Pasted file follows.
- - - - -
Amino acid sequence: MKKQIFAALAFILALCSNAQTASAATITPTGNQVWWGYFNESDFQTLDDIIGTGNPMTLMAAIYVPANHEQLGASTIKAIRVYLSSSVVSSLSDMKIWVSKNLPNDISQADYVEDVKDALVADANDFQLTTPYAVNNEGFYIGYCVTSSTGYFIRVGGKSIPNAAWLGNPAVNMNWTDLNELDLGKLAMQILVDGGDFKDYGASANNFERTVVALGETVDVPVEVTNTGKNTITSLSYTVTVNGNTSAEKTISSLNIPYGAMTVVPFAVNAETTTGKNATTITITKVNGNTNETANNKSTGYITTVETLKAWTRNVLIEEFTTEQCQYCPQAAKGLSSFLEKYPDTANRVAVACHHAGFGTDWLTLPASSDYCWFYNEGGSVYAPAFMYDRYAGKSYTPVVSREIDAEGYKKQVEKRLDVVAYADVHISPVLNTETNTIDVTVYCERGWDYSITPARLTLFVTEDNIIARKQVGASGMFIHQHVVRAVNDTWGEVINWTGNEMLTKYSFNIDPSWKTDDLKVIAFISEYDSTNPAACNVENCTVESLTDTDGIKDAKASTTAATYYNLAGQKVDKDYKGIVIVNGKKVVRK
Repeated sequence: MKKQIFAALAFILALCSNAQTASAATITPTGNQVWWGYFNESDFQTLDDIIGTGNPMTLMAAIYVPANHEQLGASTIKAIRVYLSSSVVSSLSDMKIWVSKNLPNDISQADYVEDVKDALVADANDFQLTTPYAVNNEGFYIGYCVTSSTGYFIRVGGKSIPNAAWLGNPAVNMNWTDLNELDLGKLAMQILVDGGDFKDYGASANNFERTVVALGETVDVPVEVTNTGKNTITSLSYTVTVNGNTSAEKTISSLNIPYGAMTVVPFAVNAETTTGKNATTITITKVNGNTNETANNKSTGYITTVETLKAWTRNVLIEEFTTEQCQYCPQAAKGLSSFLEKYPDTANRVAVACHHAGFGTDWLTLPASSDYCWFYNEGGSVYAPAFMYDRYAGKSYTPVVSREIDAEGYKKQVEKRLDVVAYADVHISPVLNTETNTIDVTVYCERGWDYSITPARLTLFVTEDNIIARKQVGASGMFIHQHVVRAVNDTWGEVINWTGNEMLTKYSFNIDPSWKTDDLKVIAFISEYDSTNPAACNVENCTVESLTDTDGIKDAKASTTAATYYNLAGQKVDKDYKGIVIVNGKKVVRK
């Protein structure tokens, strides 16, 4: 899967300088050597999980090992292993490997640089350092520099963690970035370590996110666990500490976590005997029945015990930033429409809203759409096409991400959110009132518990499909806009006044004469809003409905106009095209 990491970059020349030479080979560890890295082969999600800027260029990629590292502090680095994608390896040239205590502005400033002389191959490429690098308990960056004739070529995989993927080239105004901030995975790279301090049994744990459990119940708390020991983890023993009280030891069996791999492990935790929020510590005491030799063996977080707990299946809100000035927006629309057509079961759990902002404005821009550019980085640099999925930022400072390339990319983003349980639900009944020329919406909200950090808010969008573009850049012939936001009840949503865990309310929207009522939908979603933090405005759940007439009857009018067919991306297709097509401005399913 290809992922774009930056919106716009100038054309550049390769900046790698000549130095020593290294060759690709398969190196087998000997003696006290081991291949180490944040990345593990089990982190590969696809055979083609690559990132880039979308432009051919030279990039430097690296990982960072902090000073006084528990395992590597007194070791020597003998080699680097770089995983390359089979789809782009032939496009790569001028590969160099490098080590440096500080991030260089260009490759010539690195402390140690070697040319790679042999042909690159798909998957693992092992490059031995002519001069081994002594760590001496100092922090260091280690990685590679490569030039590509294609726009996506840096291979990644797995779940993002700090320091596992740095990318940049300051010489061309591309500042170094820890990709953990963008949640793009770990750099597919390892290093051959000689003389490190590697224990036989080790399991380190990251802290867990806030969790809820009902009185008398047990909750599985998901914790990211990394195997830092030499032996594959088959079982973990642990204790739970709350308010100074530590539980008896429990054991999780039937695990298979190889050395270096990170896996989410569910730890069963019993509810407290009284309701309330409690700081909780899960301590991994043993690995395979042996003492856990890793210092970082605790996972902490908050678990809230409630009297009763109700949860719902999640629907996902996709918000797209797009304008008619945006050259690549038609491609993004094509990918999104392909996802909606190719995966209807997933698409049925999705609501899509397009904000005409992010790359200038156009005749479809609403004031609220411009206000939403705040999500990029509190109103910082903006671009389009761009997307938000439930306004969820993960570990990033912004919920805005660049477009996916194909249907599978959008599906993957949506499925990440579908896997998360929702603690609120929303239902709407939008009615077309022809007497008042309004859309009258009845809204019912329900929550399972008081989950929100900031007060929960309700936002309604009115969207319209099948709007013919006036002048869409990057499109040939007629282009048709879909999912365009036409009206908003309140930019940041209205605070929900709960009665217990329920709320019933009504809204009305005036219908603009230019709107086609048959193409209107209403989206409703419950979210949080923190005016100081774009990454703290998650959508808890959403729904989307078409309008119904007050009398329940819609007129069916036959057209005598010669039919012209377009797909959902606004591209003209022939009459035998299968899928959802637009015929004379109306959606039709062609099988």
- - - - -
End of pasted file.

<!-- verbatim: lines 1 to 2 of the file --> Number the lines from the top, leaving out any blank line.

Amino acid sequence: MKKQIFAALAFILALCSNAQTASAATITPTGNQVWWGYFNESDFQTLDDIIGTGNPMTLMAAIYVPANHEQLGASTIKAIRVYLSSSVVSSLSDMKIWVSKNLPNDISQADYVEDVKDALVADANDFQLTTPYAVNNEGFYIGYCVTSSTGYFIRVGGKSIPNAAWLGNPAVNMNWTDLNELDLGKLAMQILVDGGDFKDYGASANNFERTVVALGETVDVPVEVTNTGKNTITSLSYTVTVNGNTSAEKTISSLNIPYGAMTVVPFAVNAETTTGKNATTITITKVNGNTNETANNKSTGYITTVETLKAWTRNVLIEEFTTEQCQYCPQAAKGLSSFLEKYPDTANRVAVACHHAGFGTDWLTLPASSDYCWFYNEGGSVYAPAFMYDRYAGKSYTPVVSREIDAEGYKKQVEKRLDVVAYADVHISPVLNTETNTIDVTVYCERGWDYSITPARLTLFVTEDNIIARKQVGASGMFIHQHVVRAVNDTWGEVINWTGNEMLTKYSFNIDPSWKTDDLKVIAFISEYDSTNPAACNVENCTVESLTDTDGIKDAKASTTAATYYNLAGQKVDKDYKGIVIVNGKKVVRK
Repeated sequence: MKKQIFAALAFILALCSNAQTASAATITPTGNQVWWGYFNESDFQTLDDIIGTGNPMTLMAAIYVPANHEQLGASTIKAIRVYLSSSVVSSLSDMKIWVSKNLPNDISQADYVEDVKDALVADANDFQLTTPYAVNNEGFYIGYCVTSSTGYFIRVGGKSIPNAAWLGNPAVNMNWTDLNELDLGKLAMQILVDGGDFKDYGASANNFERTVVALGETVDVPVEVTNTGKNTITSLSYTVTVNGNTSAEKTISSLNIPYGAMTVVPFAVNAETTTGKNATTITITKVNGNTNETANNKSTGYITTVETLKAWTRNVLIEEFTTEQCQYCPQAAKGLSSFLEKYPDTANRVAVACHHAGFGTDWLTLPASSDYCWFYNEGGSVYAPAFMYDRYAGKSYTPVVSREIDAEGYKKQVEKRLDVVAYADVHISPVLNTETNTIDVTVYCERGWDYSITPARLTLFVTEDNIIARKQVGASGMFIHQHVVRAVNDTWGEVINWTGNEMLTKYSFNIDPSWKTDDLKVIAFISEYDSTNPAACNVENCTVESLTDTDGIKDAKASTTAATYYNLAGQKVDKDYKGIVIVNGKKVVRK